2. Water coming out of tank when hooked up to mains water it is only dripping take cap off and it still just drips

    1. Hi Mark, sounds like there is plumbing issue and suggest that you take van to your service centre for a review of the current circumstances to diagnosis what is happening.

  3. Karen and Mark

    We were recently made aware that our vehicle was fitted with a smart alternator and would not be charging the house batteries in the motorhome as we travelled. When we inquired as to whether we required a DC/DC charger with the dealer’s service centre they assured us that the BMpro/JHub system WOULD in fact be charging the house batteries, as that’s what it was designed to do, and we wouldn’t require a DC charger. Are they correct, or confused?

    1. Hi Karen and Mark,

      Each caravan/motor home is different.
      Check if you need a DC-DC. Turn off AC mains, test at night to eliminate solar. Turn on lights etc to bring the battery out of float and start your vehicle. If the system charges the battery to full, it does not need a DC-DC booster.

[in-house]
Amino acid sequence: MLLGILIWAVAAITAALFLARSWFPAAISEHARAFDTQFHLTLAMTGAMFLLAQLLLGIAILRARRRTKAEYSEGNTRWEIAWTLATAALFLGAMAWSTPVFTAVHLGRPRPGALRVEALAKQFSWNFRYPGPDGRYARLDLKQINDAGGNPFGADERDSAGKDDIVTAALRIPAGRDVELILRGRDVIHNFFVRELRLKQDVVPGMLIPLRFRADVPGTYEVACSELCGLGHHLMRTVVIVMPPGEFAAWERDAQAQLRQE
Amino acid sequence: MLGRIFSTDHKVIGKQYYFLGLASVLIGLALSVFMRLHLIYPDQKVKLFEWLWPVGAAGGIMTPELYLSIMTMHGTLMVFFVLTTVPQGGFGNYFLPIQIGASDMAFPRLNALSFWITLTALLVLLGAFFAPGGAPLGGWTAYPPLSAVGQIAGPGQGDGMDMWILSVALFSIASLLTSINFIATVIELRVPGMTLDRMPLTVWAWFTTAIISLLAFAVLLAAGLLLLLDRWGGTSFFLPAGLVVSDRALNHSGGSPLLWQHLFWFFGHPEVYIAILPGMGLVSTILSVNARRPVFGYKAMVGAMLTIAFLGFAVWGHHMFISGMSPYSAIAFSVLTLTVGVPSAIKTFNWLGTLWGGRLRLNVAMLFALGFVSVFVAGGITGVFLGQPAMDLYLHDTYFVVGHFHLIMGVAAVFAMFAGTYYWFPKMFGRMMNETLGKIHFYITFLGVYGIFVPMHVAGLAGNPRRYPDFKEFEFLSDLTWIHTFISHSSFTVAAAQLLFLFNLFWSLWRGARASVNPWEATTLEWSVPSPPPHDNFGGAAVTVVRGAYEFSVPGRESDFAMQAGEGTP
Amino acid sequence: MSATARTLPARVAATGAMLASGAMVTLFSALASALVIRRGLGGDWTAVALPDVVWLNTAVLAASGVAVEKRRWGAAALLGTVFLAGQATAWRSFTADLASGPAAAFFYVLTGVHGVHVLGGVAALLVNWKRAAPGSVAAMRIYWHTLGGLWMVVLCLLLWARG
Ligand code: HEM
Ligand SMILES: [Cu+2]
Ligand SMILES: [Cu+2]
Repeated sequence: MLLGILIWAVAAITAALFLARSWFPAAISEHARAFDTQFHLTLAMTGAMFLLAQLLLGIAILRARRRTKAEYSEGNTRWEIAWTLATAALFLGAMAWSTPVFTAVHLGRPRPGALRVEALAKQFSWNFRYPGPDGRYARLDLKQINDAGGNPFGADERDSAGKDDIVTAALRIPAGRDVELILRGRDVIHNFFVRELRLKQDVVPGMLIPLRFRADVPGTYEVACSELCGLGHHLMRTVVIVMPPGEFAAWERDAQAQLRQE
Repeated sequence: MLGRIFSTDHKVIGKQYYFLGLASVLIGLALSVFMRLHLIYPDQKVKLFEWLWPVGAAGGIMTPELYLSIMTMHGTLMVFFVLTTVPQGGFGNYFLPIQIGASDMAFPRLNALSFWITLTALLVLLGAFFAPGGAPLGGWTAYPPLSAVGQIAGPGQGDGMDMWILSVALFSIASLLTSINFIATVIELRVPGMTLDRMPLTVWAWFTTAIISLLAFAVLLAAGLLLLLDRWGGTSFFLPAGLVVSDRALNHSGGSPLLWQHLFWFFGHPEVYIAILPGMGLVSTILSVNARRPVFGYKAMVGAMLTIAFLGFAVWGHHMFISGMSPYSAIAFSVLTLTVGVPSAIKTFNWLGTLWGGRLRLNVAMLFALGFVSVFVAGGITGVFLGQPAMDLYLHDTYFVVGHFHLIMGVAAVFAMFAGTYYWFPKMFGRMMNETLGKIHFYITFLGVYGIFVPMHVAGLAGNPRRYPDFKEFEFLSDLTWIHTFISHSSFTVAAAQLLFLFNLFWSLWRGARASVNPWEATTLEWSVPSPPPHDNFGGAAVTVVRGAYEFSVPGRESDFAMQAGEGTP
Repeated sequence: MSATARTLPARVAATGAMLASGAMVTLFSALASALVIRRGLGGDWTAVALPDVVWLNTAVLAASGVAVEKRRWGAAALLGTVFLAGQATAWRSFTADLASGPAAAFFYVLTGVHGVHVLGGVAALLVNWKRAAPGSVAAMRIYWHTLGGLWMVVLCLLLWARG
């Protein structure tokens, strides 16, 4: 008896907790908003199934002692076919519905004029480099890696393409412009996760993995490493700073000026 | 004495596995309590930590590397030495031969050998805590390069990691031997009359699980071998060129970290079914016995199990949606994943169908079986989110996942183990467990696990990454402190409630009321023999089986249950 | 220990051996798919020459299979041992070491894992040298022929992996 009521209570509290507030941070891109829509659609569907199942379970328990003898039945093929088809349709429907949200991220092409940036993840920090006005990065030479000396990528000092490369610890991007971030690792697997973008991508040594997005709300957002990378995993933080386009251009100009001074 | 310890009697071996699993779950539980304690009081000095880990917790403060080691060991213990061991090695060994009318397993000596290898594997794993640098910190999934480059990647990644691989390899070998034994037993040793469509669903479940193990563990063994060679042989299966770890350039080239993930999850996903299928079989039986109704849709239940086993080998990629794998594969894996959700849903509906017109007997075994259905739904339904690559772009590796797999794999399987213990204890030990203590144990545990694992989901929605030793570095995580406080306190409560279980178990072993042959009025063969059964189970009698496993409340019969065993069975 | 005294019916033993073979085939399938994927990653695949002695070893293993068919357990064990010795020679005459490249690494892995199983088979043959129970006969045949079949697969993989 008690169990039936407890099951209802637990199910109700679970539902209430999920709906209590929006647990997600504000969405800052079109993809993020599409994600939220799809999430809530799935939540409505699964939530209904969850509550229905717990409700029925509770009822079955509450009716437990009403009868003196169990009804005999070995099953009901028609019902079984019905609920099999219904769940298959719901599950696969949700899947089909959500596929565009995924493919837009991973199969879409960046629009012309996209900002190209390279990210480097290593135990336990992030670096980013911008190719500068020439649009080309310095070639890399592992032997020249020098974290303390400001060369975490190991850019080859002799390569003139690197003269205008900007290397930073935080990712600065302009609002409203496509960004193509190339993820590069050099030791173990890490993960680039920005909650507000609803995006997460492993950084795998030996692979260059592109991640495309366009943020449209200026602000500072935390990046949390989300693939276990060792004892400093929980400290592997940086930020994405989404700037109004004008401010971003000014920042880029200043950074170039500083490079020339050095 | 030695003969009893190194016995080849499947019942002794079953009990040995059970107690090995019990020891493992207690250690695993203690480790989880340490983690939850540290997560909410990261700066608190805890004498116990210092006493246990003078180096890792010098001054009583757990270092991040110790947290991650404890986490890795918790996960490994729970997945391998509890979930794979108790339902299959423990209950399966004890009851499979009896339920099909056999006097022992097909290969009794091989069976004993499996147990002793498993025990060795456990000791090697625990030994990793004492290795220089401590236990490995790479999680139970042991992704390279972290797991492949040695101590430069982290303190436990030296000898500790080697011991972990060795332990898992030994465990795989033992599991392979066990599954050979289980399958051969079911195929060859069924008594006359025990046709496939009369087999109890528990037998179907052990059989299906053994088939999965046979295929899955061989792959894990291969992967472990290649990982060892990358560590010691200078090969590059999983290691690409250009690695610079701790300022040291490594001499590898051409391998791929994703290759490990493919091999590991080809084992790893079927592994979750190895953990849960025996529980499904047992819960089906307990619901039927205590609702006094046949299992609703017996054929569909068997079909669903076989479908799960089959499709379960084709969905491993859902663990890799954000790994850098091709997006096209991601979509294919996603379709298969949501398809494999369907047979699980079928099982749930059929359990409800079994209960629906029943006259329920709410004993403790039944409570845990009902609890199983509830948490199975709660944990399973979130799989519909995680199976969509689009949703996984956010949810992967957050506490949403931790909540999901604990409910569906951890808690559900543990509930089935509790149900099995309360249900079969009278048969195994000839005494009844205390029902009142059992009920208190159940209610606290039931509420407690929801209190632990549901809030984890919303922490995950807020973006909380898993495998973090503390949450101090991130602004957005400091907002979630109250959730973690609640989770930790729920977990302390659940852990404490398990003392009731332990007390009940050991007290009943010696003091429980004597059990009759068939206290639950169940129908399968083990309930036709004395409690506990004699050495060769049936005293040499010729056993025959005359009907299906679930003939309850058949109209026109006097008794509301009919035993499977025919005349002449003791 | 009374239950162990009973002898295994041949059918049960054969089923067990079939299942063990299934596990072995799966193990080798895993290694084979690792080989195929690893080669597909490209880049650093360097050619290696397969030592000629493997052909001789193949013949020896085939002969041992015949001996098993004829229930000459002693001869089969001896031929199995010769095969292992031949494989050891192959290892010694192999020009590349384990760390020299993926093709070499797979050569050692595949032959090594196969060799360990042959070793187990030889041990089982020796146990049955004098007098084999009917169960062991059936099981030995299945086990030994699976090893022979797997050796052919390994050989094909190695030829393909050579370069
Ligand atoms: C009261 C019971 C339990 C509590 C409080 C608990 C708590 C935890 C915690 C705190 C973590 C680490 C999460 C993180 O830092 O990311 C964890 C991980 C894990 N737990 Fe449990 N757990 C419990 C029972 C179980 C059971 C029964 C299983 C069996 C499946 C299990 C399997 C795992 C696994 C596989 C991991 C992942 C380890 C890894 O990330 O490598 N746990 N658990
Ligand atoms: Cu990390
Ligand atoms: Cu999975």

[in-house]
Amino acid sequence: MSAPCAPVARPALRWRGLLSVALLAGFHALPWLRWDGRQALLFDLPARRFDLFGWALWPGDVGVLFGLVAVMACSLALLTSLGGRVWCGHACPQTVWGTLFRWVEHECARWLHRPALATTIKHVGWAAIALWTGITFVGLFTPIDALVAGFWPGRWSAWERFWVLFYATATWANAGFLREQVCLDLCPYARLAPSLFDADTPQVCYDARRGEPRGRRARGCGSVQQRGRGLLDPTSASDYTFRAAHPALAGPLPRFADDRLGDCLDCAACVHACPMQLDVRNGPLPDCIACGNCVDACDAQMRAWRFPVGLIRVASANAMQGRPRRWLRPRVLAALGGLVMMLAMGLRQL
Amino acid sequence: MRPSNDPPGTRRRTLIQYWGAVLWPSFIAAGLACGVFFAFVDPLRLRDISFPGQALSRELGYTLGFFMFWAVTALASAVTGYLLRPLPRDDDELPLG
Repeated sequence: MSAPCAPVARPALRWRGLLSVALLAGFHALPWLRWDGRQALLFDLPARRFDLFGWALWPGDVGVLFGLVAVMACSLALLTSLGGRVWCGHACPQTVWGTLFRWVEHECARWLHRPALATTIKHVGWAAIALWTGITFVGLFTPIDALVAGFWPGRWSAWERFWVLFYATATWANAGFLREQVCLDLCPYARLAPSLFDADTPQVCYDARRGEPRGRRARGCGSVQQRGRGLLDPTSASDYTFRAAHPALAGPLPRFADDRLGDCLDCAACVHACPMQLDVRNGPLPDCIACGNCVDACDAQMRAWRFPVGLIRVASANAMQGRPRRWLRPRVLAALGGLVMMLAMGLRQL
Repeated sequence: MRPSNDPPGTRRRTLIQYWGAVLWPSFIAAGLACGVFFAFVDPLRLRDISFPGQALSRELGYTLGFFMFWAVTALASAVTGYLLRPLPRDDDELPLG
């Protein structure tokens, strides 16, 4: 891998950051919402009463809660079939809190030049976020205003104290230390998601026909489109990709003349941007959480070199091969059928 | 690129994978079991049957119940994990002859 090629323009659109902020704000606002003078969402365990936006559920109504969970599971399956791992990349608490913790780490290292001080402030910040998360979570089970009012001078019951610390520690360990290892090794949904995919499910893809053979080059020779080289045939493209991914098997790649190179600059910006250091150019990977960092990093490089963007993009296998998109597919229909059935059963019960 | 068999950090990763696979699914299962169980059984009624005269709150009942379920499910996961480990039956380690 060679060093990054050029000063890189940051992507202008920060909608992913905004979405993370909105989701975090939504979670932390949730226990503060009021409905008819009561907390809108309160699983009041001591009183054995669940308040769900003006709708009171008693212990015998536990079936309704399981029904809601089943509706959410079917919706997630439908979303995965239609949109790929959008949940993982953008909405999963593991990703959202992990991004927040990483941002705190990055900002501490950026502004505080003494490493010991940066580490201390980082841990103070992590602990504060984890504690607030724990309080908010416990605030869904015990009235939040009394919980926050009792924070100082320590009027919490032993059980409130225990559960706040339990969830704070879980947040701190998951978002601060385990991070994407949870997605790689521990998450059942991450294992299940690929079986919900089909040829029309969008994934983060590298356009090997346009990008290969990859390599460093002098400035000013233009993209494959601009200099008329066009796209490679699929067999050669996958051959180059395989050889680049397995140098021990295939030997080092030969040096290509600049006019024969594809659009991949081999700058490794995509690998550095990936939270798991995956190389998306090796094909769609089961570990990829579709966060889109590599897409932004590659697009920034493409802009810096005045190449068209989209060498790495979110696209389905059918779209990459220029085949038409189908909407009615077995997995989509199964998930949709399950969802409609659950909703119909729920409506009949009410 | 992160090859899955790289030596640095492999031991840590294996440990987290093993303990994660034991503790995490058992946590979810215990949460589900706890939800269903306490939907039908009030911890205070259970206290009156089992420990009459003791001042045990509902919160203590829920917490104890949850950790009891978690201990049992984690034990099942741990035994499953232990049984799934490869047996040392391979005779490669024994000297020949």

The BMPRO system will only allow charge to pass through the AUX unregulated if the voltage on the house battery is lower than that in the car/alternator. It does not therefore allow for smart variable alternators. If you do need a DC-DC charger, install MiniBoostPRO DC-DC charger which is specially designed to work with our range of power management systems.

  4. Hello,
    I have purchased a 2019 Jayco Silverline from Watsons at Coffs harbour and am happy so far with it, a few minor fitting problems which I will get fixed under warranty, my problem is that the J-Hub has a low whineing noise coming from it, and is very annoying at night when it is quiet, it has something to do with the power as when you unplug the 240v from the van it is not there, can you help with this?


    1. Hi Mick,

      The J35 transformers can ring, some are louder than others, and some people are more sensitive, while I, as an example, do not normally hear it at all.

      If the van is under warranty, you can contact your Jayco dealer to resolve the issue. If out of warranty, please contact our customer service team for return and replacement.

      BMPRO Customer Service
      [email protected]